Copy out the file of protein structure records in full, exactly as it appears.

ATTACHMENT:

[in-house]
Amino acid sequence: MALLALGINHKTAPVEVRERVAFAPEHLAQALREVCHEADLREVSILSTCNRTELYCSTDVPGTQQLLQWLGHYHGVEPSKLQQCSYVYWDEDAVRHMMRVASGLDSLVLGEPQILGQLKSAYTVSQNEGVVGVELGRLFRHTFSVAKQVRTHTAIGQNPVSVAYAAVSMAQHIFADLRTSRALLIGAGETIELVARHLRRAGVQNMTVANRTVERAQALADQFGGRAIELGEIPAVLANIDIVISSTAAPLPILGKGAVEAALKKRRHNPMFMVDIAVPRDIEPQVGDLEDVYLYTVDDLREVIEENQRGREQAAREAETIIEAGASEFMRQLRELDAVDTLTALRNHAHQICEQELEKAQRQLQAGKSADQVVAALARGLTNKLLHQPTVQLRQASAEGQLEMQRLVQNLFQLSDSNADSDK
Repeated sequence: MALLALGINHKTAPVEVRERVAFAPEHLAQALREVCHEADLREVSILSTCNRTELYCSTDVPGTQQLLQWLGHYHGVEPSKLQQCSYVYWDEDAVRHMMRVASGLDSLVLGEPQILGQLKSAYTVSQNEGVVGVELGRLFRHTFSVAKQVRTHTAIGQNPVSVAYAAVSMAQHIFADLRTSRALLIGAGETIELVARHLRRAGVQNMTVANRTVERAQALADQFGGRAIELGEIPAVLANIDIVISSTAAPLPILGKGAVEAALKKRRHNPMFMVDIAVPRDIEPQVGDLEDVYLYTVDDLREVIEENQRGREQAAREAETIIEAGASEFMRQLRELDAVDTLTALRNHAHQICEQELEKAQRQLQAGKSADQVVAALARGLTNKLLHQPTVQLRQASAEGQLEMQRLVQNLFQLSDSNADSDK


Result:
[in-house]
Amino acid sequence: MALLALGINHKTAPVEVRERVAFAPEHLAQALREVCHEADLREVSILSTCNRTELYCSTDVPGTQQLLQWLGHYHGVEPSKLQQCSYVYWDEDAVRHMMRVASGLDSLVLGEPQILGQLKSAYTVSQNEGVVGVELGRLFRHTFSVAKQVRTHTAIGQNPVSVAYAAVSMAQHIFADLRTSRALLIGAGETIELVARHLRRAGVQNMTVANRTVERAQALADQFGGRAIELGEIPAVLANIDIVISSTAAPLPILGKGAVEAALKKRRHNPMFMVDIAVPRDIEPQVGDLEDVYLYTVDDLREVIEENQRGREQAAREAETIIEAGASEFMRQLRELDAVDTLTALRNHAHQICEQELEKAQRQLQAGKSADQVVAALARGLTNKLLHQPTVQLRQASAEGQLEMQRLVQNLFQLSDSNADSDK
Repeated sequence: MALLALGINHKTAPVEVRERVAFAPEHLAQALREVCHEADLREVSILSTCNRTELYCSTDVPGTQQLLQWLGHYHGVEPSKLQQCSYVYWDEDAVRHMMRVASGLDSLVLGEPQILGQLKSAYTVSQNEGVVGVELGRLFRHTFSVAKQVRTHTAIGQNPVSVAYAAVSMAQHIFADLRTSRALLIGAGETIELVARHLRRAGVQNMTVANRTVERAQALADQFGGRAIELGEIPAVLANIDIVISSTAAPLPILGKGAVEAALKKRRHNPMFMVDIAVPRDIEPQVGDLEDVYLYTVDDLREVIEENQRGREQAAREAETIIEAGASEFMRQLRELDAVDTLTALRNHAHQICEQELEKAQRQLQAGKSADQVVAALARGLTNKLLHQPTVQLRQASAEGQLEMQRLVQNLFQLSDSNADSDK